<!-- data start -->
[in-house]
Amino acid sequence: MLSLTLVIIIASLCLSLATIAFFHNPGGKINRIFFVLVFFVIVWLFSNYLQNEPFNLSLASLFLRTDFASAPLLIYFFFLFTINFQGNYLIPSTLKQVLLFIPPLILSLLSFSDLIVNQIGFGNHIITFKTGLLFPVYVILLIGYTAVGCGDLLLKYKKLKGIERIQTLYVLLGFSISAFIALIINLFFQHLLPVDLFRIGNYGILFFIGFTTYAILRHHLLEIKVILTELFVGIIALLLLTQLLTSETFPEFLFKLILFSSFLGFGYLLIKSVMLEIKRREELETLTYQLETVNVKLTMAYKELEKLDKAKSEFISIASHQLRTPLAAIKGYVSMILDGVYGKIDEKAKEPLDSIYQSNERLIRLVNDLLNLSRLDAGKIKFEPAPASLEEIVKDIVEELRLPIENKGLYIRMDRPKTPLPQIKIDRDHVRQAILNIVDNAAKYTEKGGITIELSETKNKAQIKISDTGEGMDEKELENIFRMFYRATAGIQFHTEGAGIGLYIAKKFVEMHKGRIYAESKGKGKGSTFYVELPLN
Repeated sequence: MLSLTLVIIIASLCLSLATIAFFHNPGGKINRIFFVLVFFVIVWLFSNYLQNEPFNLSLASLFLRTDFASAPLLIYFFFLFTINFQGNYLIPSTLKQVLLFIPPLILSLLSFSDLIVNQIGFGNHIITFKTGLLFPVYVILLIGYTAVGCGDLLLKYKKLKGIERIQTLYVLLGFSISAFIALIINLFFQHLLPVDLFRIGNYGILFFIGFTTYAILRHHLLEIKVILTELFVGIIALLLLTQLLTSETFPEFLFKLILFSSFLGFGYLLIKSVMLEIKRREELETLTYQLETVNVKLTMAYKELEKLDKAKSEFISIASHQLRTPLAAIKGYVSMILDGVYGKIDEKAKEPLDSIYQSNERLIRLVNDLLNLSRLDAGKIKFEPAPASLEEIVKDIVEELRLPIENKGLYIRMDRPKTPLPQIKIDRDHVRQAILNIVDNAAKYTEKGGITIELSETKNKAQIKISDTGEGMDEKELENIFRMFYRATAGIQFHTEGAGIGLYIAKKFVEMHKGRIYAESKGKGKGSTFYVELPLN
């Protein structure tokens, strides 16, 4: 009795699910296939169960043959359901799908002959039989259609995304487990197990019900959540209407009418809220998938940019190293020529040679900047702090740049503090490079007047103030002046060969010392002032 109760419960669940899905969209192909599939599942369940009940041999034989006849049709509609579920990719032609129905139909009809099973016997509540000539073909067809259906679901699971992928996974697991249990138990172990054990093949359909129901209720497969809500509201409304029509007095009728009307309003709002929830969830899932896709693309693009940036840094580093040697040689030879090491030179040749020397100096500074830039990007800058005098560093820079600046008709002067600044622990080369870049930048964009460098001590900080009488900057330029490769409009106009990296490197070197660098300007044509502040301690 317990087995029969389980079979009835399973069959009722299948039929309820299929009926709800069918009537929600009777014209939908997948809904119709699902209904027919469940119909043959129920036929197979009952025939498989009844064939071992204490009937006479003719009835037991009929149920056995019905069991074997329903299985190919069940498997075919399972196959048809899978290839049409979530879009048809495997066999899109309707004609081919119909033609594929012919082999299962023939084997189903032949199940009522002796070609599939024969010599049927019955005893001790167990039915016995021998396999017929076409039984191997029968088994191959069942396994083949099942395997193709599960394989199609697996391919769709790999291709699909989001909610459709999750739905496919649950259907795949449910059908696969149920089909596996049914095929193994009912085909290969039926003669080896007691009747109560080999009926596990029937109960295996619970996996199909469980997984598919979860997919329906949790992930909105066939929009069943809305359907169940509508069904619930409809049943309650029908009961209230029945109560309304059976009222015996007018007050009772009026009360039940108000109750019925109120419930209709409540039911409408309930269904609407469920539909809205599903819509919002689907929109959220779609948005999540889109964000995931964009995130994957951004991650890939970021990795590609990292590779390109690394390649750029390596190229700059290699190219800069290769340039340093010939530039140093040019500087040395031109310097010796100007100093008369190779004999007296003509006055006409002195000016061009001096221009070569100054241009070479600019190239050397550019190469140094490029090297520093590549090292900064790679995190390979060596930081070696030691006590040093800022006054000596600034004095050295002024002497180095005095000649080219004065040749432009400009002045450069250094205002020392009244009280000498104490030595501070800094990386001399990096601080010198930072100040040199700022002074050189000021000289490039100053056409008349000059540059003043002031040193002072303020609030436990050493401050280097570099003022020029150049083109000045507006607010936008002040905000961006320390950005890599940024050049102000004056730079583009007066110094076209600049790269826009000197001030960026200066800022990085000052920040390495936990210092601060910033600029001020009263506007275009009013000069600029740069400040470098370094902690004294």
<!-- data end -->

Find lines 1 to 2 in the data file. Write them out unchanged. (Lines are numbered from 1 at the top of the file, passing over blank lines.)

[in-house]
Amino acid sequence: MLSLTLVIIIASLCLSLATIAFFHNPGGKINRIFFVLVFFVIVWLFSNYLQNEPFNLSLASLFLRTDFASAPLLIYFFFLFTINFQGNYLIPSTLKQVLLFIPPLILSLLSFSDLIVNQIGFGNHIITFKTGLLFPVYVILLIGYTAVGCGDLLLKYKKLKGIERIQTLYVLLGFSISAFIALIINLFFQHLLPVDLFRIGNYGILFFIGFTTYAILRHHLLEIKVILTELFVGIIALLLLTQLLTSETFPEFLFKLILFSSFLGFGYLLIKSVMLEIKRREELETLTYQLETVNVKLTMAYKELEKLDKAKSEFISIASHQLRTPLAAIKGYVSMILDGVYGKIDEKAKEPLDSIYQSNERLIRLVNDLLNLSRLDAGKIKFEPAPASLEEIVKDIVEELRLPIENKGLYIRMDRPKTPLPQIKIDRDHVRQAILNIVDNAAKYTEKGGITIELSETKNKAQIKISDTGEGMDEKELENIFRMFYRATAGIQFHTEGAGIGLYIAKKFVEMHKGRIYAESKGKGKGSTFYVELPLN